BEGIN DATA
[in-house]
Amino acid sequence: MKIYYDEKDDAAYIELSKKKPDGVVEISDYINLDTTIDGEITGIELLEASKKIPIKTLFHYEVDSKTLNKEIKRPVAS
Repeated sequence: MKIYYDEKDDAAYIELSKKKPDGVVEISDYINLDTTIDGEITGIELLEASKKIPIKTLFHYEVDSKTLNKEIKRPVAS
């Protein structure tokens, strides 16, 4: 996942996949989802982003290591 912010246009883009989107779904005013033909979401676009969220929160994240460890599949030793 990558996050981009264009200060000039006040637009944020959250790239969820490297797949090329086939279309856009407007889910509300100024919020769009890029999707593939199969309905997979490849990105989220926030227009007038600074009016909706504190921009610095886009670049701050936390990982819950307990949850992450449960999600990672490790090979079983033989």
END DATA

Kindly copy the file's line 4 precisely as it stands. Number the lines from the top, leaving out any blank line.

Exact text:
């Protein structure tokens, strides 16, 4: 996942996949989802982003290591 912010246009883009989107779904005013033909979401676009969220929160994240460890599949030793 990558996050981009264009200060000039006040637009944020959250790239969820490297797949090329086939279309856009407007889910509300100024919020769009890029999707593939199969309905997979490849990105989220926030227009007038600074009016909706504190921009610095886009670049701050936390990982819950307990949850992450449960999600990672490790090979079983033989």